Senior Manager
Joined: 17 May 2005
Posts: 271
Location: Auckland, New Zealand

### Show Tags

05 Jun 2005, 14:41
Vithal wrote:
cloudz9 wrote:
Vithal wrote:
Meg and Bob are among the 5 participants in a cycling race. If each participant finishes the race and no two participants finish at the same time, in how many different possible orders can the participants finish the race so that Meg finishes ahead of Bob?

A. 24
B. 30
C. 60
D. 90
E. 120

Meg can come either 1st, 2nd, 3rd or 4th
If Meg is 1st, Bob can be in any of 4 places, the rest of the three participants can be in 3! arrangements
if Meg is 2nd, Bob can be in any of 3 places, rest -> 3!
If Meg is 3rd, Bob can be in any of 2 places, rest -> 3!
If Meg is 4th, Bob can only be in 1 place, rest -> 3!

hence total number of ways:
4*3! + 3*3! + 2*3! + 1*3!
(4+3+2+1)*3!
10*3! = 10*3*2 = 60

that is where I got confused - fixing Meg is fine, but when you say Bob can be in any of 3 places and rest permuted in 3! ways, aren't you losing permutations where Bob can be moved?

well the way i see it...ok take the possibility that Meg came 2nd right?
it means that Bob can either be in 3rd place, 4th place or 5th place...which means 3 possibilites...that is taking care of everything
either _ M B _ _ or _ M _ B _ or _ M _ _ B where the _s represent the other 3 contestants...and they cna be arranged in 3! ways...whats the confusion then?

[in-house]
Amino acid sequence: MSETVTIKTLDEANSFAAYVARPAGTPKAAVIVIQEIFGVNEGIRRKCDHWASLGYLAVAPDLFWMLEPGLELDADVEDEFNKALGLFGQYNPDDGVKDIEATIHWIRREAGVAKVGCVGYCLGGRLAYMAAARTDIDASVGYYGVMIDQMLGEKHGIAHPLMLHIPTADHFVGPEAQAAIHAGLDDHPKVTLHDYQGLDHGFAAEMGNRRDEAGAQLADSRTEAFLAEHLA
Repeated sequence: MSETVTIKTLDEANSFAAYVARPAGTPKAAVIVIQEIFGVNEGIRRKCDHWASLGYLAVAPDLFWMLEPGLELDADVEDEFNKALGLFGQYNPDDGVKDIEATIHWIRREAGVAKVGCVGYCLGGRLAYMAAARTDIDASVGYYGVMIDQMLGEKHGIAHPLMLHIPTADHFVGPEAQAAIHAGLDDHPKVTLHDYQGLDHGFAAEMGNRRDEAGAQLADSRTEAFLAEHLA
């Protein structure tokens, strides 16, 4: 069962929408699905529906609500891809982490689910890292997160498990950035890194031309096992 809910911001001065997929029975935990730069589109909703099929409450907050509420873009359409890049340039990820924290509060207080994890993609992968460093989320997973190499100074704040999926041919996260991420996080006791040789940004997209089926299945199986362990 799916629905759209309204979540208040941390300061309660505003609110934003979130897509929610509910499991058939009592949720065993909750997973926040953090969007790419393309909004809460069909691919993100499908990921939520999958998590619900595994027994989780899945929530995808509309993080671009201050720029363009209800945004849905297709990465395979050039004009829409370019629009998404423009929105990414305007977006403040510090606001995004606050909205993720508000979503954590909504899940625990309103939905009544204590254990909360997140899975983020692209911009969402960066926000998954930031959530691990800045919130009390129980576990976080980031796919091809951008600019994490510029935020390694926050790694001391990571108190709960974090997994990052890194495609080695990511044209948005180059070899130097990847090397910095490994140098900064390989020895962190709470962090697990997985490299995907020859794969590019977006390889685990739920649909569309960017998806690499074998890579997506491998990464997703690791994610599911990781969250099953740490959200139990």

Director
Joined: 18 Apr 2005
Posts: 545
Location: Canuckland

### Show Tags

05 Jun 2005, 14:48
Vithal wrote:
Meg and Bob are among the 5 participants in a cycling race. If each participant finishes the race and no two participants finish at the same time, in how many different possible orders can the participants finish the race so that Meg finishes ahead of Bob?

A. 24
B. 30
C. 60
D. 90
E. 120

Two possibilities, Meg after Bob or Bob after Meg, both occur in equal numbers
so

5!/2 = 60 or C
Senior Manager
Joined: 17 May 2005
Posts: 271
Location: Auckland, New Zealand

### Show Tags

05 Jun 2005, 14:50
sparky wrote:
Vithal wrote:
Meg and Bob are among the 5 participants in a cycling race. If each participant finishes the race and no two participants finish at the same time, in how many different possible orders can the participants finish the race so that Meg finishes ahead of Bob?

A. 24
B. 30
C. 60
D. 90
E. 120

Two possibilities, Meg after Bob or Bob after Meg, both occur in equal numbers
so

5!/2 = 60 or C

cool! that was much simpler reasoning!
Director
Joined: 01 Feb 2003
Posts: 844

### Show Tags

05 Jun 2005, 14:54
got it!
SVP
Joined: 05 Apr 2005
Posts: 1710

### Show Tags

05 Jun 2005, 19:11
Vithal wrote:
Meg and Bob are among the 5 participants in a cycling race. If each participant finishes the race and no two participants finish at the same time, in how many different possible orders can the participants finish the race so that Meg finishes ahead of Bob?

A. 24
B. 30
C. 60
D. 90
E. 120

MB123=6x4=24
1MB23=6x3=18
12MB3=6x2=12
123MB=6x1=6
sum of the total = 60.
Re: PS: Race   [#permalink] 05 Jun 2005, 19:11
Display posts from previous: Sort by